Here’s an Especially Terrifying New Danger from the Rise in Wildfires

They can spawn their own thunderstorms, a phenomenon scientists believe can spark additional blazes far away.

A pyrocumulonimbus cloud forms over the Willow Fire near Payson, Arizona in July 2004.Eric Neitzel/Wikimedia Commons

This story was originally published by YaleEnvironment360It appears here as part of the Climate Desk collaboration.

Early in the evening of August 12, 2017, heat and smoke from an intense wildfire burning in the forests of British Columbia began mushrooming skyward, sucking up ash, blazing wood and vegetation, and water vapor from lakes and streams below.

Rick McRae, a researcher with Australia’s Capital Territory Emergency Services Agency, was on site helping with fire management. Sensing that this conflagration was going to erupt into something extraordinary, he texted a group of scientists from around the world who since 2013 have been collaboratively studying fire-triggered thunderstorms—technically known as pyrocumulonimbus clouds, or “pyroCbs.”

“This is a very bad day all around in western Canada,” he wrote. “Fires went ‘pop’ progressively on the leading edge.” A pyroCb was forming in the southeast corner of British Columbia, near Kamloops, McRae added, noting, “Things could get worse if certain things ‘align.'”

And align they did. As fires that would eventually consume 4,700 square miles in British Columbia burned out of control, five fire-driven thunderstorms rose over the conflagration, shooting black smoke and carbon high into the lower stratosphere, spewing noxious gases that were eventually detected almost as far north as the North Pole, and touching off more fires. At the same time, fires in neighboring Washington State spawned yet another pyroCb. “By later that night we were agape about the cluster of pyroCbs and the extremely impressive smoky anvil-shaped clouds,” recalled Mike Fromm, a meteorologist at the US Naval Research Laboratory.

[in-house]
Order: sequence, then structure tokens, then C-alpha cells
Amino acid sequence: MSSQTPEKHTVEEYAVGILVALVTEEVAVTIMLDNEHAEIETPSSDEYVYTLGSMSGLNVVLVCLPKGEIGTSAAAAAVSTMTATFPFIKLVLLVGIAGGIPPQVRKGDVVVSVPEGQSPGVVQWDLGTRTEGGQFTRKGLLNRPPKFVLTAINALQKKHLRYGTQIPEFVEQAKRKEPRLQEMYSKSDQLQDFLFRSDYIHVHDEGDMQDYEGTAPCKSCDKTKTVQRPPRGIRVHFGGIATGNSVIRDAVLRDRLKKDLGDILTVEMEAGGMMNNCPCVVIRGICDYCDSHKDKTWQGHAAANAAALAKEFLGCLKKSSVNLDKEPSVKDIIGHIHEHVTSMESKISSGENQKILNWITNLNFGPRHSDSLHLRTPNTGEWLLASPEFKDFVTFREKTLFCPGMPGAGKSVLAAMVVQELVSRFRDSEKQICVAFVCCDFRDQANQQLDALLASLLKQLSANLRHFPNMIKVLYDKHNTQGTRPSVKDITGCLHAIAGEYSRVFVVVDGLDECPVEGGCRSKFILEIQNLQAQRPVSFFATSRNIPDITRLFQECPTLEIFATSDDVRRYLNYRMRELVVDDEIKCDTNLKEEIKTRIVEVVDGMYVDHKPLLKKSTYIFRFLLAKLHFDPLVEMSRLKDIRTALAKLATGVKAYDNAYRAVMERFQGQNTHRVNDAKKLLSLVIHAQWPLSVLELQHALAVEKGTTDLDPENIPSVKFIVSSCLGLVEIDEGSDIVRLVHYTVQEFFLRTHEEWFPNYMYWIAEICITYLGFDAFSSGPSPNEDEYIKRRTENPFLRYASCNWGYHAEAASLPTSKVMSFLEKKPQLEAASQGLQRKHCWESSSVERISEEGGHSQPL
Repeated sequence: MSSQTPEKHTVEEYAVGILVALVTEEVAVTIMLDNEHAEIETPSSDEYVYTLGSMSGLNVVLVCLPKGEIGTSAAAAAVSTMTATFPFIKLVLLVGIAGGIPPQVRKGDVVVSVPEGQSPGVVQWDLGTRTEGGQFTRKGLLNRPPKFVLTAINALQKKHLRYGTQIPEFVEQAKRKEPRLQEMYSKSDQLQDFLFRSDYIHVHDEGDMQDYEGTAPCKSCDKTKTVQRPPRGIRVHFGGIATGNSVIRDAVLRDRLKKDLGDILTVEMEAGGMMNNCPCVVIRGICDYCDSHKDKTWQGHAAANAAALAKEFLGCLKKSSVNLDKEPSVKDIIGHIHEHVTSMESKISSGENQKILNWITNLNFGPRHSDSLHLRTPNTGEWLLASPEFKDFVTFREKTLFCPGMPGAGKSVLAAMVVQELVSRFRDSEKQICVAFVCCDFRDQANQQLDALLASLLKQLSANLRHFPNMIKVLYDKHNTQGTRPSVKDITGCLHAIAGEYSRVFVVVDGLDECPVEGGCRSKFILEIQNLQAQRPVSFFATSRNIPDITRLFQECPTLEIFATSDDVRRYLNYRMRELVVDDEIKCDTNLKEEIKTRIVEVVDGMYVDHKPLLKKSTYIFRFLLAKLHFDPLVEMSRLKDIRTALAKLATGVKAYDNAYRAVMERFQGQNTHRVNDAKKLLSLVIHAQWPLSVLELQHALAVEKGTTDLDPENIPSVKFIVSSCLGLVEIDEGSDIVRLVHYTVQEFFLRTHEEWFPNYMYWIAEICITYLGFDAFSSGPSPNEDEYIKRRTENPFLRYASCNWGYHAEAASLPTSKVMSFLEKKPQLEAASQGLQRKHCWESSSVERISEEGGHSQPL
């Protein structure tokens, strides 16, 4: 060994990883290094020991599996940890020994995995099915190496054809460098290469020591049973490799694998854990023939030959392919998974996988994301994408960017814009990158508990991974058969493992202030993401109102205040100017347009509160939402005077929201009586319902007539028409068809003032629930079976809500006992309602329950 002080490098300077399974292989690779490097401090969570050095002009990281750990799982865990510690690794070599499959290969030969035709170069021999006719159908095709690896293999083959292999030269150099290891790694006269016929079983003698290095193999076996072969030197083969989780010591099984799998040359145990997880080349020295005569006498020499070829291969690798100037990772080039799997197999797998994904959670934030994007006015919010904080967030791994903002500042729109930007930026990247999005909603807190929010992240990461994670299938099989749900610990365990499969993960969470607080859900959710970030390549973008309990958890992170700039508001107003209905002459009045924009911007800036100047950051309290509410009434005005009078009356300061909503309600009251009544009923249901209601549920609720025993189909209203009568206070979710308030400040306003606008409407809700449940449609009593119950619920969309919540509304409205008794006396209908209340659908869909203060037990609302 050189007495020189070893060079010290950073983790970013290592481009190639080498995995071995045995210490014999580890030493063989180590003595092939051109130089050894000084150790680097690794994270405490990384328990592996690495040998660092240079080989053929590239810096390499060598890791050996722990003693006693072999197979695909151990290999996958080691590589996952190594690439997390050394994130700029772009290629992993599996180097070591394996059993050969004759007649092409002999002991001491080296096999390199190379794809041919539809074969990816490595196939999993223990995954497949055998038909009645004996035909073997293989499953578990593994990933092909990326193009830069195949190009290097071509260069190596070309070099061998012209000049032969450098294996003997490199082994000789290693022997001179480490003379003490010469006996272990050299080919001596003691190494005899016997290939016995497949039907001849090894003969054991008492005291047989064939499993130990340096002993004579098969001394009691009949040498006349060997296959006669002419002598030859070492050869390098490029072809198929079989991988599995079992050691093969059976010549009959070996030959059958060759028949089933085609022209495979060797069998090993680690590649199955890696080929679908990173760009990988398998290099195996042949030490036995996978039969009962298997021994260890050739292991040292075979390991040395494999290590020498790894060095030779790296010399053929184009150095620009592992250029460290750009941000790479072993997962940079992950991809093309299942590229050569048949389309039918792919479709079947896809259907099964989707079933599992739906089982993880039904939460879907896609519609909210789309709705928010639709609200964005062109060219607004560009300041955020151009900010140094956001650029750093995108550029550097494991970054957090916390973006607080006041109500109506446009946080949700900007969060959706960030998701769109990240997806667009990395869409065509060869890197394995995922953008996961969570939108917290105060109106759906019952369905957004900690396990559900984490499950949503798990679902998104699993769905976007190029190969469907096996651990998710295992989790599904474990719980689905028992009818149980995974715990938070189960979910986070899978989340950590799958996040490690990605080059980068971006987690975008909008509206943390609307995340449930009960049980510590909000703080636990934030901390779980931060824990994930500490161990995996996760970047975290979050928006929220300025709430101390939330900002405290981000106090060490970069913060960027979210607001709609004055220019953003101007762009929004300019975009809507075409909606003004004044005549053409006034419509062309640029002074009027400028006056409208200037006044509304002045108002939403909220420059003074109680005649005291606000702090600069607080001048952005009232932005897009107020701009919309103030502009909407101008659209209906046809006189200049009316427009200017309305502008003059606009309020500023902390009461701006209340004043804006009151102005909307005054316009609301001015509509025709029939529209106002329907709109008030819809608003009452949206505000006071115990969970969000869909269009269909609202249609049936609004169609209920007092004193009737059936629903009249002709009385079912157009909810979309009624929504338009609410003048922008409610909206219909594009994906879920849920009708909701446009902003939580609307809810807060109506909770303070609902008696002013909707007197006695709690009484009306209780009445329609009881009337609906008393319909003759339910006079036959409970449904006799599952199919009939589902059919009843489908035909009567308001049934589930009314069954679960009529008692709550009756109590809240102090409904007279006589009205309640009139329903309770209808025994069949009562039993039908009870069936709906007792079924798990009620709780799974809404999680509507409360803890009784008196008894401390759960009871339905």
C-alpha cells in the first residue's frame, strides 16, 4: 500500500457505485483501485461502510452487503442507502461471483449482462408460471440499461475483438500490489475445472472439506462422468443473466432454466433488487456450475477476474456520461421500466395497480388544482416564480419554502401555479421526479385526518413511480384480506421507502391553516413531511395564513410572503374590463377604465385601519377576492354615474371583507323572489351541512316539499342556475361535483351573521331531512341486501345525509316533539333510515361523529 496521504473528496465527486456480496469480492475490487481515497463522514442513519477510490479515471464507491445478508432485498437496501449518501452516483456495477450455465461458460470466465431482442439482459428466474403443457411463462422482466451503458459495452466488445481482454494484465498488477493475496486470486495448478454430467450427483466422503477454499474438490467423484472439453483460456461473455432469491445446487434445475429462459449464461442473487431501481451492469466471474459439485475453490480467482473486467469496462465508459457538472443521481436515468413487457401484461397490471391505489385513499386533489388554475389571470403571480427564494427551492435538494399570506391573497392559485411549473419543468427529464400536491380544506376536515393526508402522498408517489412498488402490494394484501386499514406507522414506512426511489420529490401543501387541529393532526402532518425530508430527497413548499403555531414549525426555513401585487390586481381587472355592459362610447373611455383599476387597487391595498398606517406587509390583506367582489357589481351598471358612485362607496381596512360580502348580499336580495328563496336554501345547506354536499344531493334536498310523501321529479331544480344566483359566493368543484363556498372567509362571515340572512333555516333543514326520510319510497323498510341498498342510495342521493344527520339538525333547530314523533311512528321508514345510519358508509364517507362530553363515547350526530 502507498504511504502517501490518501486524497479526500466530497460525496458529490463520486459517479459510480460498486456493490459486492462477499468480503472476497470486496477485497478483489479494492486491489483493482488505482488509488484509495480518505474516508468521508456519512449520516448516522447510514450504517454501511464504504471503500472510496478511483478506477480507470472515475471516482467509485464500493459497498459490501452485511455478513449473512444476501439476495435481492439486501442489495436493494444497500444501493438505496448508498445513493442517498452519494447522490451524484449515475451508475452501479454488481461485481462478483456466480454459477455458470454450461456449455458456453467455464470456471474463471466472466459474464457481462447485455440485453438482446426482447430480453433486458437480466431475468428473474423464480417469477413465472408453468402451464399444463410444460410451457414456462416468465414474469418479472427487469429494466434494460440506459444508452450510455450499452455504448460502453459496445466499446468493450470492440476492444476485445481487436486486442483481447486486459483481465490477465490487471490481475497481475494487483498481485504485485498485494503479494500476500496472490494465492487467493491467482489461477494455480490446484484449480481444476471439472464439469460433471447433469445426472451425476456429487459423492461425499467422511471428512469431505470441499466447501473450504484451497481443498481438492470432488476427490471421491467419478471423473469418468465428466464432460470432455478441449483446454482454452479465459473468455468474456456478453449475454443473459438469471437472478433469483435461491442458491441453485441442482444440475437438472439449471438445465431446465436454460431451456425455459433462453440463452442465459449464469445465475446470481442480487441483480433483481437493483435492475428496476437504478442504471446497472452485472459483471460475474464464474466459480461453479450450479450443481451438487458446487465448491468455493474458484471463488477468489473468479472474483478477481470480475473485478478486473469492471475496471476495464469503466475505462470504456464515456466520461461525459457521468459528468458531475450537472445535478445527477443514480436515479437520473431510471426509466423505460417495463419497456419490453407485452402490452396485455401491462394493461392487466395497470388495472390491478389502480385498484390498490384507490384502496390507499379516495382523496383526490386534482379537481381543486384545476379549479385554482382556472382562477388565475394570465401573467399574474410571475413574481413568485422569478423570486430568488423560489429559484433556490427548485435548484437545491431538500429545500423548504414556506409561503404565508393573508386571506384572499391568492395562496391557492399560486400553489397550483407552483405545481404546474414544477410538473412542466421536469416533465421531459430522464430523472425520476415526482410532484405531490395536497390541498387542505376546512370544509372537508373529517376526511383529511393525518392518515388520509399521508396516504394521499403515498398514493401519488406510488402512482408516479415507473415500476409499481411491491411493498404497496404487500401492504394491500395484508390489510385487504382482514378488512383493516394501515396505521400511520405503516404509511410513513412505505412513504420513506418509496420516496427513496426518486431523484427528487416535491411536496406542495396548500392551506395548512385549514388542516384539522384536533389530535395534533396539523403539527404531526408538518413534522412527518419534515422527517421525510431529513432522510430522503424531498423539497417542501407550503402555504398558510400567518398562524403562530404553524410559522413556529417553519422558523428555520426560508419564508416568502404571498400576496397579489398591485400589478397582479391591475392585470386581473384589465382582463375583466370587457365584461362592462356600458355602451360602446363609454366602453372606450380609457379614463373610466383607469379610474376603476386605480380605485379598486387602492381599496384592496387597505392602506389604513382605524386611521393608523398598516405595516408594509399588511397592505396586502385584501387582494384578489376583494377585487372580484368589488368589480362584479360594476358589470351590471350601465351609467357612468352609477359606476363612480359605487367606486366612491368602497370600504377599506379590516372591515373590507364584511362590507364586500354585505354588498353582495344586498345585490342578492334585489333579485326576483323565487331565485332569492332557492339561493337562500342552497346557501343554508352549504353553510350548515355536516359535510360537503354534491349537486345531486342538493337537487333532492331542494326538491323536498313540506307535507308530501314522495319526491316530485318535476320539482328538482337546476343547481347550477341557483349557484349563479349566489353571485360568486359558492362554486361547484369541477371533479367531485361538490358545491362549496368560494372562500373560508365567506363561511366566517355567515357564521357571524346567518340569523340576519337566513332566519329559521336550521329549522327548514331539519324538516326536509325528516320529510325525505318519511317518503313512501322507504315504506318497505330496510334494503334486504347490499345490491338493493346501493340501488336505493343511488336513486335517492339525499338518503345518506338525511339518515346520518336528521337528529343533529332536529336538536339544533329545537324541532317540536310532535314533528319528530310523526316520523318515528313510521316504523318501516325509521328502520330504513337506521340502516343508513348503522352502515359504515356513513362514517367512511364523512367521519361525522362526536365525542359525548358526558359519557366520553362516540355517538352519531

Later, Fromm and David Peterson, a colleague at the Naval Research Laboratory, labeled that day’s cluster of pyrocumulonimbus clouds “the mother of all pyroCbs,” surpassing even the events of Black Saturday in Australia in 2009 when monstrous bushfires killed 173 people, injured 414 others, and burned 1,700 square miles. On that night in February, three clearly distinct pyrocumulonimbus storms erupted across the state of Victoria in southeastern Australia.

Yet another major pyroCb event occurred in May 2016 during a massive wildfire in Alberta that forced the evacuation of 88,000 people in the tar sands community of Fort McMurray. A pyroCb formed over the fire that day, and lightning from the firestorm ignited several new fires in the forest 22 miles northeast of the fire’s front, astonishing wildfire experts. “I have never heard of lightning causing new fires so far in advance of the main fire,” said Cordy Tymstra, the wildfire science coordinator for the Alberta government.